Berlin — German police raided the homes of 39 members of an extremist far-right group with neo-Nazi links Wednesday after it was banned in the country. Germany's Interior Ministry banned the sect-like group known as "Die Artgemeinschaft," along with its sub-organizations and internet outlets, calling it a threat to constitutional order in the country.
Artgemeinschaft can still appeal against at the ban at Germany's Federal Administrative Court.
The raids were carried out in 26 locations across 12 German states on Thursday. There were no arrests made during the raids, as police focused on seizing evidence — including banned Nazi symbols and literature — to build criminal cases against the members.
German Interior Minister Nancy Faeser called Artgemeinschaft, which is one of the oldest right-wing extremist groups in the country, "deeply racist and antisemitic," and accused it of trying "to raise new enemies of the constitution."
Artgemeinschaft is believed by security authorities to have had about 90 members, but some of its bigger events could draw up to 300 visitors, including children and young adults.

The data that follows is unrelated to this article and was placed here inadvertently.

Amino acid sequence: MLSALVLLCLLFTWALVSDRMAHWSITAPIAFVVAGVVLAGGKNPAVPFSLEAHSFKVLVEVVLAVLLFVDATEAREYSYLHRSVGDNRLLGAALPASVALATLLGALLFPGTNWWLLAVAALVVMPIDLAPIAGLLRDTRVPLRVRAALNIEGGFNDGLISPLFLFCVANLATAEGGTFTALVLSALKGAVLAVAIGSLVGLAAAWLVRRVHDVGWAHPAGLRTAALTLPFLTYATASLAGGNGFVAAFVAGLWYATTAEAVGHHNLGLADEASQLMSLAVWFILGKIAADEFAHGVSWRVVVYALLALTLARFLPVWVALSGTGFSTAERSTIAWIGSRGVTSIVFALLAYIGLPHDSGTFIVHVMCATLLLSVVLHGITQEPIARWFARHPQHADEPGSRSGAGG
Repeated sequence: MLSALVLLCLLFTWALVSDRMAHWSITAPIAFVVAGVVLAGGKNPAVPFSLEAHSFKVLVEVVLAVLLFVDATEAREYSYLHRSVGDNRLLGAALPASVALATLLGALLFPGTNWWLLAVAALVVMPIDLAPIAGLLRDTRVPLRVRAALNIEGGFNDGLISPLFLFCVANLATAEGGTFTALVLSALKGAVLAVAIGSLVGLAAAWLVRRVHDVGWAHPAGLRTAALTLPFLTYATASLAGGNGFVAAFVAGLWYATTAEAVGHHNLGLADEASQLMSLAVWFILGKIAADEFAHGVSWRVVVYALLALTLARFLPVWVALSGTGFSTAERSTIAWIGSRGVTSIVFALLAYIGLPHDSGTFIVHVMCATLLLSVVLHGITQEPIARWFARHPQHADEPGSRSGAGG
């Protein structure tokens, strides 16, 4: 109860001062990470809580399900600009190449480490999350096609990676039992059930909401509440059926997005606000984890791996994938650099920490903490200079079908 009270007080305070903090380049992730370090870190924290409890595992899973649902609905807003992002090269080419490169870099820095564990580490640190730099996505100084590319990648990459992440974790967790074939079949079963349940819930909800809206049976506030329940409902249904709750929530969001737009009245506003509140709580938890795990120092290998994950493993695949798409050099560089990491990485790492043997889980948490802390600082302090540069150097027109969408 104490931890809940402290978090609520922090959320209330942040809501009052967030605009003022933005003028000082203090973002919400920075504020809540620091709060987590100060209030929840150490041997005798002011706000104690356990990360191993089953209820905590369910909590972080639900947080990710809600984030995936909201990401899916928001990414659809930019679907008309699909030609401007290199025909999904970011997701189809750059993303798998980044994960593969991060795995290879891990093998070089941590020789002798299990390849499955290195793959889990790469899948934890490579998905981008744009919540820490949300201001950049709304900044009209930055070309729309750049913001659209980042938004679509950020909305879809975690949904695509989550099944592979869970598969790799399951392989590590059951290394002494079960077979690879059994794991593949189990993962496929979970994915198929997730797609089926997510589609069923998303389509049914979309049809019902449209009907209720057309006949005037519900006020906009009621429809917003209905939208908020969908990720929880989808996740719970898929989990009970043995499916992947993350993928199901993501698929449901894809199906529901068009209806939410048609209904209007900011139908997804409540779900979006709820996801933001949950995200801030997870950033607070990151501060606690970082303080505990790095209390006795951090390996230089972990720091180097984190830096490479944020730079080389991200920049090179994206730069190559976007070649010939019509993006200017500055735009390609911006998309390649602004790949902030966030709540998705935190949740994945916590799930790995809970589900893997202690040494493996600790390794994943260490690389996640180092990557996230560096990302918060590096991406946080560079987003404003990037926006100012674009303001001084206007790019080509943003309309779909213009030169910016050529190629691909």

The group was founded in 1951 and registered as a formal association in Germany in 1957, with its headquarters in Berlin. In the late 1980s, Jürgen Rieger, the co-leader of Germany's since-banned neo-Nazi political party, the NPD, became the leader of Artgemeinschaft.
In its last annual report, the Bavarian Office for the Protection of the Constitution said Artgemeinschaft functioned as an "important interface for the all-German neo-Nazi scene."
The group touted the "superiority of a Nordic-Germanic species of men," and spoke out against that perceived race being diluted by mixing with other "species." The group imposed rules on its followers reminiscent of those enforced by the Nazi regime, including a demand that members follow the "moral law" of their forefathers by finding "like-minded" spouses to "guarantee like-minded children."
It was alleged efforts by Artgemeinschaft to indoctrinate and radicalize children and young people that eventually tipped the scales for Germany's security authorities, drawing the ban and the law enforcement crackdown this week.
The ban on Artgemeinschaft came just a week after another neo-Nazi group, "Hammerskins", was prohibited in Germany. The organization was known for organizing far-right concerts and selling racist music across the country.
CBS News partner network BBC News said Hammerskins was founded in the U.S. in the 1980s, and it was the last major far-right skinhead group to be prohibited in Germany.